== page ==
The broad national consensus that is yet to emerge is a radical democratic vision of accountable governance which demands deterrent punishment to those who plundered the commonwealth.

The people demand creative proposals on how to drain the ‘Diyawanna Swamp’.

The solution that needs to be worked out is not confined to solving the balance of payment crisis.

Naturally we are in for hard times. There needs to be a social safety net for the poor. Such measures need mass approval which can come only with greater transparency combined with effective citizen’s oversight.

Our systems are broken. They cannot be mended. They must be replaced. It must begin with the dismantling of the presidential system that was introduced in 1978.

The presidential system which was tailored to suit President J.R. Jayawardene’s Bonapartist ambitions paved way for an elitist capture of the state. As columnist S.P. Amarasingham remarked wryly the Mahaweli flowed to Trinco through FINCO.

Over the years, the system deteriorated with successive regimes focused not on good policy but on   getting ‘our people’ in to key positions. Arjun Mahendran and Nivard Cabral belonged to that magic circle of being in the list of ‘our people’ of two rival regimes.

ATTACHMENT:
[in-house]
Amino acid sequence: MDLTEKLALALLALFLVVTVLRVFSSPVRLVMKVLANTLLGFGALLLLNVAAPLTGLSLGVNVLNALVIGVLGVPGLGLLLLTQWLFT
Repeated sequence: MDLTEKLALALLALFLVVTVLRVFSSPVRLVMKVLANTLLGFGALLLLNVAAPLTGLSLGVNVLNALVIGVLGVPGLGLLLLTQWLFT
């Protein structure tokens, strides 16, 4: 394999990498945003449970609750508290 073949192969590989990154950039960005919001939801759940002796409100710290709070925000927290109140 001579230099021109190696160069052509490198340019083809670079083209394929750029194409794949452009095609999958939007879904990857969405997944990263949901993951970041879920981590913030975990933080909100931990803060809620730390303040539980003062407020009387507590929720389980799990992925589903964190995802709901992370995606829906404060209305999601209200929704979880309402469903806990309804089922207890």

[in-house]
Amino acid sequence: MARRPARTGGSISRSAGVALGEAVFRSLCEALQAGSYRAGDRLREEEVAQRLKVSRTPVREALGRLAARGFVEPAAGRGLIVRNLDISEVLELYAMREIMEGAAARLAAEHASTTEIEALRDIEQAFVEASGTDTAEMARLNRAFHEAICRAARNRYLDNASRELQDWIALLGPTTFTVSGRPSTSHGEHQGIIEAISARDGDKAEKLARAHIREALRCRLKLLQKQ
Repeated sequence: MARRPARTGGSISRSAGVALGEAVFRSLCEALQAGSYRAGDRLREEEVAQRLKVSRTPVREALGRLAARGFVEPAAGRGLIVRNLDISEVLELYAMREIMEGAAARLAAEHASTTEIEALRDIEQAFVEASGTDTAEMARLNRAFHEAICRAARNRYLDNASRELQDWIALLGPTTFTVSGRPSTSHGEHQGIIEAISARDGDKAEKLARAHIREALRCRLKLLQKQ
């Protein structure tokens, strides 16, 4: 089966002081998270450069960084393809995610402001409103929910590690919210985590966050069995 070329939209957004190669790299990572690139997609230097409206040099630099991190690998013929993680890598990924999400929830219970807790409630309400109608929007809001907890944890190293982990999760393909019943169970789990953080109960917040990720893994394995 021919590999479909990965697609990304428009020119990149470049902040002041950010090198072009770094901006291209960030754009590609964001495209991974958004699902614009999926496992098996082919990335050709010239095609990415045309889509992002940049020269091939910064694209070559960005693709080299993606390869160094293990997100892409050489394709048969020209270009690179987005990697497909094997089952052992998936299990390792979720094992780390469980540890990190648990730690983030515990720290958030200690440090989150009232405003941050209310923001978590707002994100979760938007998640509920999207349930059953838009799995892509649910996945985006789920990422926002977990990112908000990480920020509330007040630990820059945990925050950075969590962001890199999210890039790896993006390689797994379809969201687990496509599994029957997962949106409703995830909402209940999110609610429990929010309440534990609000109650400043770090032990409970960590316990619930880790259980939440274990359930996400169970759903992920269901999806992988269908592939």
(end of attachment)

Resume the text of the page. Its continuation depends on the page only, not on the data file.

‘Gota go home’ is an anguished cry for democratic integrity.

When I watched the startling events in Mirihana I recalled a prophecy made by the late Pieter Keuneman the flamboyant Burgher general secretary of the Ceylon Communist party.

As a reporter I had the great good fortune of knowing him well enough to be advised that a journalist cultivating a politician must remember that ‘you are the moth, and the politician is the lamp’.   ‘Get too close. You get burnt’.

The Ceylon Daily News published a special souvenir on Thursday April 29th, 1982, to commemorate the ceremonial opening of the new parliament at Sri Jayewardenepura Kotte.

Pieter Keuneman defeated at the polls in 1977 was invited to write a piece for the souvenir. He penned a brilliant essay ‘Looking back without anger.’

His concluding observations will immensely benefit all members of the present parliament and DEW Gunasekera the old fossil and my good friend who has reneged on mass struggle.

Pieter Keuneman concludes his essay with these words.

The ‘Executive President’ system and the new electoral process that masquerades as proportional representation has to my mind, effectively devalued parliament, deprived it of many of the limited powers it had, and made it more difficult for it to reflect the real and shifting trends of opinion among the people.

In this respect, the new parliamentary complex at Sri Jayewardenepura, with its sumptuousness and forbidding majesty, seems to me to typify and symbolize architecturally regrettable processes that are going on politically and socially.

The task of bringing Parliament back to the people and of making it a real instrument of the peoples will   is likely, therefore, to be settled elsewhere.”